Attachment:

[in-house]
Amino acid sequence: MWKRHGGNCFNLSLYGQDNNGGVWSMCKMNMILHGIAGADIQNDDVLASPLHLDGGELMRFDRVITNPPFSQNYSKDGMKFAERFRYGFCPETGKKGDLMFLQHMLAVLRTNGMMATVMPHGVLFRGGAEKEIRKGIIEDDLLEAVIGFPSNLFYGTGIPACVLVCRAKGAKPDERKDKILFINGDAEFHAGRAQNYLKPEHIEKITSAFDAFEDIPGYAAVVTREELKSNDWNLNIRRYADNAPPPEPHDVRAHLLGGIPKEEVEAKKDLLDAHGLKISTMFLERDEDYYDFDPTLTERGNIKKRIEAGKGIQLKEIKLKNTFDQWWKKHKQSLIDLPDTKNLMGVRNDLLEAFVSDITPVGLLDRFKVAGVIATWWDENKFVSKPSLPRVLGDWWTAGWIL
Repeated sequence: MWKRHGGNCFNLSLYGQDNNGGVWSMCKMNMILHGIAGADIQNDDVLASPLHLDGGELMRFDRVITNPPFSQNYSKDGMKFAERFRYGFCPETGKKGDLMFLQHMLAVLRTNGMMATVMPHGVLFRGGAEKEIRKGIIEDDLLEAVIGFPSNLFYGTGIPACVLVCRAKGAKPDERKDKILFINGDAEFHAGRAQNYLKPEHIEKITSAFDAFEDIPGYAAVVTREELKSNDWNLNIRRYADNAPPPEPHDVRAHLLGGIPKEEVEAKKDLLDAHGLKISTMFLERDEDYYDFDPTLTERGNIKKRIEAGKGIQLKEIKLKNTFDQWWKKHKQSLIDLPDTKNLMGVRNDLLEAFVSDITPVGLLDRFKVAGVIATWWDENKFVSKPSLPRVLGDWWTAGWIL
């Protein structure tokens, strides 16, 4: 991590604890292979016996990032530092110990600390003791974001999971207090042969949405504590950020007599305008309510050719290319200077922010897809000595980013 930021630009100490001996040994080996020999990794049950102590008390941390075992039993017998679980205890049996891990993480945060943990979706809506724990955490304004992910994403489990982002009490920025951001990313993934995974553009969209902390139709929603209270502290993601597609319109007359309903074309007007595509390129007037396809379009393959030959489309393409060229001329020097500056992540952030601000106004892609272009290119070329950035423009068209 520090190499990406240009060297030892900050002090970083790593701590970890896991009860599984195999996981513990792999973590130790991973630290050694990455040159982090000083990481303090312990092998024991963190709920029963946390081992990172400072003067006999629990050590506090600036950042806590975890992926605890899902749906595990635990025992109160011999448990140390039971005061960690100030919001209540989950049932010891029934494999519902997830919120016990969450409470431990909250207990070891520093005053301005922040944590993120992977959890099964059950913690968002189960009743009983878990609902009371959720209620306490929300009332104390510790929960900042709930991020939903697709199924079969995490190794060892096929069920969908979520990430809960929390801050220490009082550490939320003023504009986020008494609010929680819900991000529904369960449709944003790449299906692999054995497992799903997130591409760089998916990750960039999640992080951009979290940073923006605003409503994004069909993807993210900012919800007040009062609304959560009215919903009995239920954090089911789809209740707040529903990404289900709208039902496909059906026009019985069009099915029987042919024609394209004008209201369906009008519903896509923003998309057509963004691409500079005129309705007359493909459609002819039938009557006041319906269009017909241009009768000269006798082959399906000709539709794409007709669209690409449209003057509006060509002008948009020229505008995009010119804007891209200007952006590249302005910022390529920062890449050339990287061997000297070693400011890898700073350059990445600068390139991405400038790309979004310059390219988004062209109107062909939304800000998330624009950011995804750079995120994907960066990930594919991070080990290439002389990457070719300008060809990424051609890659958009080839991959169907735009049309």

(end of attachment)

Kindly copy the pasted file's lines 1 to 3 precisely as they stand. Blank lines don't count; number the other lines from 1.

[in-house]
Amino acid sequence: MWKRHGGNCFNLSLYGQDNNGGVWSMCKMNMILHGIAGADIQNDDVLASPLHLDGGELMRFDRVITNPPFSQNYSKDGMKFAERFRYGFCPETGKKGDLMFLQHMLAVLRTNGMMATVMPHGVLFRGGAEKEIRKGIIEDDLLEAVIGFPSNLFYGTGIPACVLVCRAKGAKPDERKDKILFINGDAEFHAGRAQNYLKPEHIEKITSAFDAFEDIPGYAAVVTREELKSNDWNLNIRRYADNAPPPEPHDVRAHLLGGIPKEEVEAKKDLLDAHGLKISTMFLERDEDYYDFDPTLTERGNIKKRIEAGKGIQLKEIKLKNTFDQWWKKHKQSLIDLPDTKNLMGVRNDLLEAFVSDITPVGLLDRFKVAGVIATWWDENKFVSKPSLPRVLGDWWTAGWIL
Repeated sequence: MWKRHGGNCFNLSLYGQDNNGGVWSMCKMNMILHGIAGADIQNDDVLASPLHLDGGELMRFDRVITNPPFSQNYSKDGMKFAERFRYGFCPETGKKGDLMFLQHMLAVLRTNGMMATVMPHGVLFRGGAEKEIRKGIIEDDLLEAVIGFPSNLFYGTGIPACVLVCRAKGAKPDERKDKILFINGDAEFHAGRAQNYLKPEHIEKITSAFDAFEDIPGYAAVVTREELKSNDWNLNIRRYADNAPPPEPHDVRAHLLGGIPKEEVEAKKDLLDAHGLKISTMFLERDEDYYDFDPTLTERGNIKKRIEAGKGIQLKEIKLKNTFDQWWKKHKQSLIDLPDTKNLMGVRNDLLEAFVSDITPVGLLDRFKVAGVIATWWDENKFVSKPSLPRVLGDWWTAGWIL